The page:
I continue to be bothered by the incomplete memory of what happened in the cave. The Monsters of the Temples expected something to take place and it did not work out as they expected. That much is clear from the expressions on their faces when we related our stories. We must continue to press our minds for more detail. Maybe if we can gain some idea of what really happened we will be able to deduce what the Malodorous Miscreants thought would occur. There has to be a reason for all this. There must be a purpose behind their deliberate destruction of the majority of the army they recruited with the promise of training them to be leaders. And why did they send us improperly armed and prepared into that cave to turn on one another like a pack of fiends? And why try to assassinate the four of us there at the end? What was the purpose of the pyreflies which invaded me and what did they do to me? I do not have enough facts; I am going to bed - with Paine.


Ah Paine, my cornucopia of pleasure! Lying in her arms, I can escape the thoughts which constantly bedevil me. The heat of her mouth and the touch of her hands transport me to a condition of euphoria far removed from the world in which I chased my own death. I have a strong need to tell her exactly that - that she has seduced me from my dark mistress. That I am in thrall to her alone.

She bestowed upon me the caress I find most intoxicating. Sometimes when she does this and drives me to the Little Death from which one returns more alive than before, I feel I may well meet my true dying in the tumultuous release it brings. I fall into darkness and lose my senses for a while; then I hear her soft laugh of triumph and sweep her up into my embrace and am wholly alive again.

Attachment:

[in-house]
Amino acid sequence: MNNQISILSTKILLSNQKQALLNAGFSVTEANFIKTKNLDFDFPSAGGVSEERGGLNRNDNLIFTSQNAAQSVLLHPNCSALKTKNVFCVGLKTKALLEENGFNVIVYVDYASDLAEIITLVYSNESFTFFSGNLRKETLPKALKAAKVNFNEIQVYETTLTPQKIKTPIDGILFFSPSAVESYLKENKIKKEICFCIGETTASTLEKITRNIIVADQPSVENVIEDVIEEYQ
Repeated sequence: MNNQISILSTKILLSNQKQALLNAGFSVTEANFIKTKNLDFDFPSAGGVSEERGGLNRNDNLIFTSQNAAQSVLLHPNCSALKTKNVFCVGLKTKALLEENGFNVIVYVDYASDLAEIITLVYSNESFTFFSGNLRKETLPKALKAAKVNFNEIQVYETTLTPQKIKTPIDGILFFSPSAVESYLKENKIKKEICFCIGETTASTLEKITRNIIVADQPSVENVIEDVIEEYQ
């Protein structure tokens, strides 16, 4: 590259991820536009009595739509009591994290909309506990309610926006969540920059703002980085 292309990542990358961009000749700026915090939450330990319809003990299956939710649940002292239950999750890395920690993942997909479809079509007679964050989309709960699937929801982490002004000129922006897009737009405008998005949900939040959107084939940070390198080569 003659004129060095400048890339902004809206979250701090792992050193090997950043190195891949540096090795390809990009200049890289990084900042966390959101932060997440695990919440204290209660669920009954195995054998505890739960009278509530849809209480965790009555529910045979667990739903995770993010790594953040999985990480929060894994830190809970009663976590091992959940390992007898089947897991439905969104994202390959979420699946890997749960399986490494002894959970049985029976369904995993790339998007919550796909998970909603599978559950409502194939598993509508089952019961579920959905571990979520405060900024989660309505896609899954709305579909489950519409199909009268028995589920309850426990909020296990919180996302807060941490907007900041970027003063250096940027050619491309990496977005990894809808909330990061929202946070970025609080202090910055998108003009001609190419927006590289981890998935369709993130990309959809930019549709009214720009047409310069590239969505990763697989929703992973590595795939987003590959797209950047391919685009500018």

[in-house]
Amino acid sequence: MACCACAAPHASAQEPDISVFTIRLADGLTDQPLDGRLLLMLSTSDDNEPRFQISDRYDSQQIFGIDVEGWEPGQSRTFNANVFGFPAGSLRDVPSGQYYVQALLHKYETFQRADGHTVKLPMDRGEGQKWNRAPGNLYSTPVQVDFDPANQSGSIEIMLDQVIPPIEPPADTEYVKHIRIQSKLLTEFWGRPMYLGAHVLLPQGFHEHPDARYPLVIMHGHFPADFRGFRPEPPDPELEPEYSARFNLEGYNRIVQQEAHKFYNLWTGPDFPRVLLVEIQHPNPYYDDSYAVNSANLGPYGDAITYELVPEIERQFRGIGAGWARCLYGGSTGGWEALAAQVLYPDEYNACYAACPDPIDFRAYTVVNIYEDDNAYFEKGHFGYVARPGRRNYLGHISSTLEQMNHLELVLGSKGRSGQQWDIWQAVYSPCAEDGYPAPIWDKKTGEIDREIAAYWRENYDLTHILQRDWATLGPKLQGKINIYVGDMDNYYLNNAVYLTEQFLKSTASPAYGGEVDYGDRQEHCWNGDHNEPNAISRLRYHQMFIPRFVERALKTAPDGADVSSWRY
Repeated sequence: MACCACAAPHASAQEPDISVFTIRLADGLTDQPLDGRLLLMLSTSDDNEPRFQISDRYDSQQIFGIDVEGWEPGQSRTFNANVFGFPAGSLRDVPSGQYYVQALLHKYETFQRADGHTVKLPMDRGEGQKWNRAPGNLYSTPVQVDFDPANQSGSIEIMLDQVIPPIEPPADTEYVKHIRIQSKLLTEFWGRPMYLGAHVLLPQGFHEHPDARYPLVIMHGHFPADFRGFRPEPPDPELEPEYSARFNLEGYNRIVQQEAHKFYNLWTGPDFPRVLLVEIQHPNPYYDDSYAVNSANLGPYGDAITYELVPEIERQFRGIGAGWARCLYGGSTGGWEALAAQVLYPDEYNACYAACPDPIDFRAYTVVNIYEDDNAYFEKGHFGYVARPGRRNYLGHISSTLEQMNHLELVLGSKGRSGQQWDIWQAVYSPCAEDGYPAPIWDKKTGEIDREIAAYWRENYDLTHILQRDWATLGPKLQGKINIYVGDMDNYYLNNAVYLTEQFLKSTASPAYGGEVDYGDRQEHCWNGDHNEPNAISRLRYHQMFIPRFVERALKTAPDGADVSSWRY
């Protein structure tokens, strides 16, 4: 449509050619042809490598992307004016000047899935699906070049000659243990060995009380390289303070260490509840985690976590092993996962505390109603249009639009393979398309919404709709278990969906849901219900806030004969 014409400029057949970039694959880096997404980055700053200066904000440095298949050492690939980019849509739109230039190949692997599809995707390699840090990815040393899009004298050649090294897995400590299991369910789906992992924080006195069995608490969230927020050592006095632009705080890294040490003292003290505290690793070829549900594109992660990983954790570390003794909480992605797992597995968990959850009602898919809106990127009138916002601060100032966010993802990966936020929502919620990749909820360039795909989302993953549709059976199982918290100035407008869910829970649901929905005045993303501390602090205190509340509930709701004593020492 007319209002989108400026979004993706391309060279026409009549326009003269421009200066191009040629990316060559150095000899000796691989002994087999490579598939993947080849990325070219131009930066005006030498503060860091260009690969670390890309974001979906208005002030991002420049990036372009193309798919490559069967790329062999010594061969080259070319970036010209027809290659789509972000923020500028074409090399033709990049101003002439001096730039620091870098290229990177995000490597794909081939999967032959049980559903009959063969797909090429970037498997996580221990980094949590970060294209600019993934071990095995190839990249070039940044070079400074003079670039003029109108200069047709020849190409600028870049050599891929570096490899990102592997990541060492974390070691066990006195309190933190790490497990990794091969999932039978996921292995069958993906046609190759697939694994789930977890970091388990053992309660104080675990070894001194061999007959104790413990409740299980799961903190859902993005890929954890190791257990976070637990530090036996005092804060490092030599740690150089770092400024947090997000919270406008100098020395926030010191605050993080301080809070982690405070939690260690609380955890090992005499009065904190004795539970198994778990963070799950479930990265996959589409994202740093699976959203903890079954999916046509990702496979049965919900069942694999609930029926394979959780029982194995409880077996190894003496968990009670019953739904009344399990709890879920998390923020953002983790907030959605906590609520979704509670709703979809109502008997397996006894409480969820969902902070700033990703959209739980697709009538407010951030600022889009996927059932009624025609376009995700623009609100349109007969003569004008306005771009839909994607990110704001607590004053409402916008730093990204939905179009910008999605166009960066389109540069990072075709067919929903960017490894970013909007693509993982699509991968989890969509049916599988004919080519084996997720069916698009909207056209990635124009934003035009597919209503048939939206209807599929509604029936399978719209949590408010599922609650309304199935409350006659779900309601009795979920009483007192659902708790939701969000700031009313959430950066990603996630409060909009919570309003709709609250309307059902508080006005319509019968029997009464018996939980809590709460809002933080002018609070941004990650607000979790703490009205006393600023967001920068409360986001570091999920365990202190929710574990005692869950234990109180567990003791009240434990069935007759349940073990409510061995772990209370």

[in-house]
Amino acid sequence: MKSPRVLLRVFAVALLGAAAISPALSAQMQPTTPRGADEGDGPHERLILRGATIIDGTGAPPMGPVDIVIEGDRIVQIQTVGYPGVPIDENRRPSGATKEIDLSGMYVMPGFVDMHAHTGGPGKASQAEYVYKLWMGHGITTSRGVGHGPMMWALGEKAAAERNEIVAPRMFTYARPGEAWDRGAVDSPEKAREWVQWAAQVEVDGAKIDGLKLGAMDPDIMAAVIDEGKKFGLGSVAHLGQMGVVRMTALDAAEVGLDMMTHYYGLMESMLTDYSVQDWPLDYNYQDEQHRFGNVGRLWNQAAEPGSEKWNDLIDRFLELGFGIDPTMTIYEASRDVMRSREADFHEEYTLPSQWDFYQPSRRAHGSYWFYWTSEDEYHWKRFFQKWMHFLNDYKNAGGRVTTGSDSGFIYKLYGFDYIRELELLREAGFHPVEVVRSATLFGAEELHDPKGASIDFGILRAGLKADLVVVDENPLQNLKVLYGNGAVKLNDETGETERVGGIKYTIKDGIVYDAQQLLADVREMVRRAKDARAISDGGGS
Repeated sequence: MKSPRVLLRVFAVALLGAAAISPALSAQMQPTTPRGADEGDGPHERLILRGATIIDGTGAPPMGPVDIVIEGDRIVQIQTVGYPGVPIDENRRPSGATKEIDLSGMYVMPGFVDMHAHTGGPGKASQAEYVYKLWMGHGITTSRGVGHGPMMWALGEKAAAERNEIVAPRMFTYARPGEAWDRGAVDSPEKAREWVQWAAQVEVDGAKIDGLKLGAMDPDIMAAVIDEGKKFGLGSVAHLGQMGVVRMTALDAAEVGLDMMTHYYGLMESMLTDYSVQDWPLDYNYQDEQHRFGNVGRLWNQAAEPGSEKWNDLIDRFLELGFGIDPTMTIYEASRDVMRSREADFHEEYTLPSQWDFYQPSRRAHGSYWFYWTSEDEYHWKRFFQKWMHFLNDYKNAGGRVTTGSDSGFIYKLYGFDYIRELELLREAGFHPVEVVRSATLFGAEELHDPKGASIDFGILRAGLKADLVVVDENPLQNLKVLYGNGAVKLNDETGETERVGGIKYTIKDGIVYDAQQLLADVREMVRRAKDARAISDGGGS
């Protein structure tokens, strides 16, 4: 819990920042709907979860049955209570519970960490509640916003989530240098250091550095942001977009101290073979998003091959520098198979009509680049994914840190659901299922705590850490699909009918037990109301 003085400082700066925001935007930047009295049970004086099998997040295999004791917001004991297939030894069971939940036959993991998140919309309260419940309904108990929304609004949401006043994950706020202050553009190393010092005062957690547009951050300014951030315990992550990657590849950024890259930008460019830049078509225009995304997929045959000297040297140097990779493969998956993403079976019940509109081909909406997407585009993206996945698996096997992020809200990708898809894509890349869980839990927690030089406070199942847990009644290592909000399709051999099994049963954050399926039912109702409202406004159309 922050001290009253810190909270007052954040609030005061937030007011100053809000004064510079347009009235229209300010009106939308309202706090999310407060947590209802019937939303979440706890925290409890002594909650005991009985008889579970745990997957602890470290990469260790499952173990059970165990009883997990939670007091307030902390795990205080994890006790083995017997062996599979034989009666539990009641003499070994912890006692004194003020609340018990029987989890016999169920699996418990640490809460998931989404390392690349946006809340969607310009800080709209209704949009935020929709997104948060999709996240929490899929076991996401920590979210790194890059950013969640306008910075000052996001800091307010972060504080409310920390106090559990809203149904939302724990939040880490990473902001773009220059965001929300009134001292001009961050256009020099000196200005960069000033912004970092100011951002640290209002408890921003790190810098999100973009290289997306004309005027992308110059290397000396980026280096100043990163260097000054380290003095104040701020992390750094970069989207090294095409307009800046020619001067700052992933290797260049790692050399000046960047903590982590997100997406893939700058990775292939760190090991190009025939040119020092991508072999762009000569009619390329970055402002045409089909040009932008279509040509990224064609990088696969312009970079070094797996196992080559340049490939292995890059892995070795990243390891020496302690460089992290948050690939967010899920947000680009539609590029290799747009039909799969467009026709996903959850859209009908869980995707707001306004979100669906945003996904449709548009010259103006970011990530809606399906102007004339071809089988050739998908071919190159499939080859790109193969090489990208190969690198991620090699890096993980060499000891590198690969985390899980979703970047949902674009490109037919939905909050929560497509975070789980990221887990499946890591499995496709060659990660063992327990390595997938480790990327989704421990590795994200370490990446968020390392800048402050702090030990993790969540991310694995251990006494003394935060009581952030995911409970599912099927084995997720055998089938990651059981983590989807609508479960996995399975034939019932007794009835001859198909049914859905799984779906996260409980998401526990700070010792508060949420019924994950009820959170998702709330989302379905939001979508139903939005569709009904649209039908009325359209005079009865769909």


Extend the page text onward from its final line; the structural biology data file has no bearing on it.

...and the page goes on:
She likes the touch of my left hand. She explained to me once how the always cool feel of the machina on those most heated parts of her body creates a whirlwind of excitement as nothing else has ever done. Because I fear hurting her, I am careful to prepare her for my entry and use those cold fingers to gently stretch her until I can tell she is ready. I have to move slowly lest she achieve her climax before she has experienced the whole of what I can give her. It is worth it for when we join, we are both united in our passion and, more often than not, find our fulfillment simultaneously. We have assured one another we are inventing new ways to scale those erotic heights. But then, I suspect all lovers think they have discovered the hidden, perfect ways of loving. Still the look on her face and in her eyes when we have made one person of two is unique in my memory. I can drown in her.